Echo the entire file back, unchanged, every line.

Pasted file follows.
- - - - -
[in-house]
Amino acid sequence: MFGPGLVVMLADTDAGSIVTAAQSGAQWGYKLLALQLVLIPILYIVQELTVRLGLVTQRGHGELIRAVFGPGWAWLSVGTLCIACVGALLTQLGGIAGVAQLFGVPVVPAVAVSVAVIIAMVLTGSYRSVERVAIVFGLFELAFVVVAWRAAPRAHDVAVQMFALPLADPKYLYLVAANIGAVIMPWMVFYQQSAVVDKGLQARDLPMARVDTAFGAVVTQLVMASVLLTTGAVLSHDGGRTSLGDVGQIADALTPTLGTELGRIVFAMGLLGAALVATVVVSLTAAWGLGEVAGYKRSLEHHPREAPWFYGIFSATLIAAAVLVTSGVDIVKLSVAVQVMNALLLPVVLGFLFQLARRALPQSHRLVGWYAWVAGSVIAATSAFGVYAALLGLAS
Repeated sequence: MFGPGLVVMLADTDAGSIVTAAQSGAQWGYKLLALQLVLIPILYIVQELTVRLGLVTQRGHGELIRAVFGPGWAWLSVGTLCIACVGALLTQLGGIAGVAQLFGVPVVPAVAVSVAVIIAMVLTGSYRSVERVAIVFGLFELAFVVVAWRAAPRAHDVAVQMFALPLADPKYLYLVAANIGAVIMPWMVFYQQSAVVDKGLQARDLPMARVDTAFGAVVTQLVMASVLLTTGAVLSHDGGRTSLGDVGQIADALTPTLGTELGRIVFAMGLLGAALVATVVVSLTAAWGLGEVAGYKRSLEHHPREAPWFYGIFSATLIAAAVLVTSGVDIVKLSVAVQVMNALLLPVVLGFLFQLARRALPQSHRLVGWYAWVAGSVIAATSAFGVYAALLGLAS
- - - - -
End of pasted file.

[in-house]
Amino acid sequence: MFGPGLVVMLADTDAGSIVTAAQSGAQWGYKLLALQLVLIPILYIVQELTVRLGLVTQRGHGELIRAVFGPGWAWLSVGTLCIACVGALLTQLGGIAGVAQLFGVPVVPAVAVSVAVIIAMVLTGSYRSVERVAIVFGLFELAFVVVAWRAAPRAHDVAVQMFALPLADPKYLYLVAANIGAVIMPWMVFYQQSAVVDKGLQARDLPMARVDTAFGAVVTQLVMASVLLTTGAVLSHDGGRTSLGDVGQIADALTPTLGTELGRIVFAMGLLGAALVATVVVSLTAAWGLGEVAGYKRSLEHHPREAPWFYGIFSATLIAAAVLVTSGVDIVKLSVAVQVMNALLLPVVLGFLFQLARRALPQSHRLVGWYAWVAGSVIAATSAFGVYAALLGLAS
Repeated sequence: MFGPGLVVMLADTDAGSIVTAAQSGAQWGYKLLALQLVLIPILYIVQELTVRLGLVTQRGHGELIRAVFGPGWAWLSVGTLCIACVGALLTQLGGIAGVAQLFGVPVVPAVAVSVAVIIAMVLTGSYRSVERVAIVFGLFELAFVVVAWRAAPRAHDVAVQMFALPLADPKYLYLVAANIGAVIMPWMVFYQQSAVVDKGLQARDLPMARVDTAFGAVVTQLVMASVLLTTGAVLSHDGGRTSLGDVGQIADALTPTLGTELGRIVFAMGLLGAALVATVVVSLTAAWGLGEVAGYKRSLEHHPREAPWFYGIFSATLIAAAVLVTSGVDIVKLSVAVQVMNALLLPVVLGFLFQLARRALPQSHRLVGWYAWVAGSVIAATSAFGVYAALLGLAS